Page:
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In many big-box stores, publishers pay for good placement on “front tables, end caps and window space, in the same way General Mills and Procter and Gamble buy space for their breakfast cereals and dish detergents in the supermarkets,” Andy Ross, a literary agent, told The Book Deal.

10. AUTHORS, BEWARE THE “SOCIOLOGY” SECTION.

No author wants their book tucked away in the “sociology” section, claims veteran publishing insider Alan Rinzler. It’s “a catchall section for ambiguous titles, and the kiss of death for book sales,” he says.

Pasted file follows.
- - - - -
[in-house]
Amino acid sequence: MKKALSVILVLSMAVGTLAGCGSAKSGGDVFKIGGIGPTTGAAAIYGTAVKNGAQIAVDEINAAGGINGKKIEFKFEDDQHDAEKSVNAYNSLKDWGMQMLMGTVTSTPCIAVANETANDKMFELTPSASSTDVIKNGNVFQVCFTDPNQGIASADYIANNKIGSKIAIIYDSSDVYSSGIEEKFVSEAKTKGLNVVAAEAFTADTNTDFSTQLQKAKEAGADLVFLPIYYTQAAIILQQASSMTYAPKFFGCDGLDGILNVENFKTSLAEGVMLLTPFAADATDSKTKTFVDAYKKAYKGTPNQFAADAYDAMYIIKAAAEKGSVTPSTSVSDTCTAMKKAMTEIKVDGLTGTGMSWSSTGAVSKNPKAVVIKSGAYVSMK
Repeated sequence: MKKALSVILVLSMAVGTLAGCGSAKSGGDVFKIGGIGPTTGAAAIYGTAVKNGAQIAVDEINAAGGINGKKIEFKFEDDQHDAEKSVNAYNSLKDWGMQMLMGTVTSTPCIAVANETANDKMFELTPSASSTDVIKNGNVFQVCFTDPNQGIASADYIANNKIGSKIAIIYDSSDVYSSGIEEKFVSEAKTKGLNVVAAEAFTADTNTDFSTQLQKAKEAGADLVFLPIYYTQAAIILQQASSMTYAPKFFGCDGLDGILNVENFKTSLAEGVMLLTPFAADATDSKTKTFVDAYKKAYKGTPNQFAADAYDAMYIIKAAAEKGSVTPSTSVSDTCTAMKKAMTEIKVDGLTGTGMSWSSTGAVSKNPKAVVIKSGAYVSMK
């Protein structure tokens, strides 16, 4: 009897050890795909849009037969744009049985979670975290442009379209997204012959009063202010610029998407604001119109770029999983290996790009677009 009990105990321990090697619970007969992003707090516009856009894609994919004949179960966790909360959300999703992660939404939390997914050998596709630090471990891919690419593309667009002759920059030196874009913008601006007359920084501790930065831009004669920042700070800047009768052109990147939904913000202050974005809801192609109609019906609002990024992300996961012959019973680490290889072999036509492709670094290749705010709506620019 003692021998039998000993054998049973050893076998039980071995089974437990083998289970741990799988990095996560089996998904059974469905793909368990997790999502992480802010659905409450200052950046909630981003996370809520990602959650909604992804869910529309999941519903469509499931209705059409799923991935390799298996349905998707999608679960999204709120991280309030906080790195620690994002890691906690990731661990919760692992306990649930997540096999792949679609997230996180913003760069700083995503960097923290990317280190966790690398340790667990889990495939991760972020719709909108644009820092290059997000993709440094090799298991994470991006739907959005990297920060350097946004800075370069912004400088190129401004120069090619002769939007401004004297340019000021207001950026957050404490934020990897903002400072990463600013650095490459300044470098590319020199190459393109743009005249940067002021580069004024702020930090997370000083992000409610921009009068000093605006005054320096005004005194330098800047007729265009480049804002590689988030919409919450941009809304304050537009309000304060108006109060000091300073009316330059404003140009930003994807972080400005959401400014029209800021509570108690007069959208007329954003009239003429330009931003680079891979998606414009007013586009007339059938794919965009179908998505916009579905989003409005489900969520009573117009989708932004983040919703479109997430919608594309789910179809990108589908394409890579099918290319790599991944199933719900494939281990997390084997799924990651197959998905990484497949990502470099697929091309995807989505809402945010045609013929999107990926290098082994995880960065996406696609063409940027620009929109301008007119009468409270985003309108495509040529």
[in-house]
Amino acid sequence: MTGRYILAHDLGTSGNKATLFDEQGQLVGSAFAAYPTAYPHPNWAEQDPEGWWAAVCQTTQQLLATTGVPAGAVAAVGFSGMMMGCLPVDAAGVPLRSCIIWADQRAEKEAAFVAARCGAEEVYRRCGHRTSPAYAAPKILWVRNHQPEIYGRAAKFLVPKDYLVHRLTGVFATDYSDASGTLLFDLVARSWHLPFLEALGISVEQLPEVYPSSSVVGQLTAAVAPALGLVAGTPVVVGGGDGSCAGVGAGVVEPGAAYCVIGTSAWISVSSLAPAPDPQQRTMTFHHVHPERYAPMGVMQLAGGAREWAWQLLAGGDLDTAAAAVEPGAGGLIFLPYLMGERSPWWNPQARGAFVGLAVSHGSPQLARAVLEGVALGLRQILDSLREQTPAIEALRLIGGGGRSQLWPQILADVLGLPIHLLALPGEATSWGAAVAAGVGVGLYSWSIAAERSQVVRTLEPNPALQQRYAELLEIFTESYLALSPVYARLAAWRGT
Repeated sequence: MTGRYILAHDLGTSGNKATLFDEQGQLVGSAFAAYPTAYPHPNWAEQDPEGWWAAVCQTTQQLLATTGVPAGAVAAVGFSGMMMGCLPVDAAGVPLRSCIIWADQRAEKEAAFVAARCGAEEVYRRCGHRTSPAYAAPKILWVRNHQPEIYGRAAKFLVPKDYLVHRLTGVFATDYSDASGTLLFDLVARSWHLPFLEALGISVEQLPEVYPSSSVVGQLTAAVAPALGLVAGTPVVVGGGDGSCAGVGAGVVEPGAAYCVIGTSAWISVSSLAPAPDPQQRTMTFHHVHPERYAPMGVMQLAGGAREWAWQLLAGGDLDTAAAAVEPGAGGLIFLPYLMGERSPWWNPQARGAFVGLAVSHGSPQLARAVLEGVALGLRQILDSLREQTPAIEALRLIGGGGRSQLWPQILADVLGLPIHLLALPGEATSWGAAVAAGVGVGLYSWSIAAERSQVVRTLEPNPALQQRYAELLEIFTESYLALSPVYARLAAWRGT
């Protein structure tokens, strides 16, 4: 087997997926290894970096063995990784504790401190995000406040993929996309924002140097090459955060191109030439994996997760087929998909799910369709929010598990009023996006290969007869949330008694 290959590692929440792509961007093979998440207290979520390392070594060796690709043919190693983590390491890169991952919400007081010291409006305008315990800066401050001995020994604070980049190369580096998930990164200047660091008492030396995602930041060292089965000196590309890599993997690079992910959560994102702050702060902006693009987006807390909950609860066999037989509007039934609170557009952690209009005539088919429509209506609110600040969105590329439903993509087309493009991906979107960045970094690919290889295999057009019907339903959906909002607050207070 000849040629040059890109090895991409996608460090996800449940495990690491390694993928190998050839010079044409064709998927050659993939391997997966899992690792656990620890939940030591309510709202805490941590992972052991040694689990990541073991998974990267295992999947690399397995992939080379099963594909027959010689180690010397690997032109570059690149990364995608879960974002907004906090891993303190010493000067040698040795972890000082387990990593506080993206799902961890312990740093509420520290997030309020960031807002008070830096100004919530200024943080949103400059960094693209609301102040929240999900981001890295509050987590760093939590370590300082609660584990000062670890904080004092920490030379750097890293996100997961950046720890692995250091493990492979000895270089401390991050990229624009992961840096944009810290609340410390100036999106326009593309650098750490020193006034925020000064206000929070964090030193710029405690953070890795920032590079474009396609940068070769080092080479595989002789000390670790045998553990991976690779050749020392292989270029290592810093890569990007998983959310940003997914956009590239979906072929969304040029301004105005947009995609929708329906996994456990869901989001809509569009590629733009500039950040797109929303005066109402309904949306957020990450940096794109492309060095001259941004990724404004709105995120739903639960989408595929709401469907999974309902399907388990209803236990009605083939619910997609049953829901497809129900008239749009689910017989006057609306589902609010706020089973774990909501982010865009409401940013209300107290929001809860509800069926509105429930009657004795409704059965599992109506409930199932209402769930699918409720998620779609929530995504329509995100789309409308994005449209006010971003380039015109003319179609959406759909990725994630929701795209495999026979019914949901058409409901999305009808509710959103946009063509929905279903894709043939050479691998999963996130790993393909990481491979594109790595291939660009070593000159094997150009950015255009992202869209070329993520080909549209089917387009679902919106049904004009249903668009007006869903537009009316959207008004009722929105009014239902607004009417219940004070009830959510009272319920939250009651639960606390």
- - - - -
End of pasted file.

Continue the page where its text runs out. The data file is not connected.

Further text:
11. BOOK THIEVES LOVE THE BIBLE.

At The World's Biggest Bookstore in Toronto, “the Bible was the number one stolen book of all time,” Chin says.

Other frequently stolen books? Japanese comics (a.k.a. manga), expensive medical books, and Kurt Vonnegut’s work. Chin also says Haruki Murakami books were so frequently stolen that her bookstore had to take them off the shelves, only bringing them out when they were specifically requested.

12. EMPLOYEES HATE WHEN YOU LEAVE BOOKS WHERE THEY DON’T BELONG ...

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“Neatening up a bookstore is a daunting process,” says Demi Marshall, a bookseller in Austin, Texas. The next time you pluck a book from its designated shelf slot, put it back when you’re done. Otherwise, “it’s like if you go to a clothing store and unfold all the clothes and then put them back on the shelf but don’t fold them,” Chin says.

13. ... AND WHEN YOU TREAT THE STORE LIKE YOUR LIBRARY.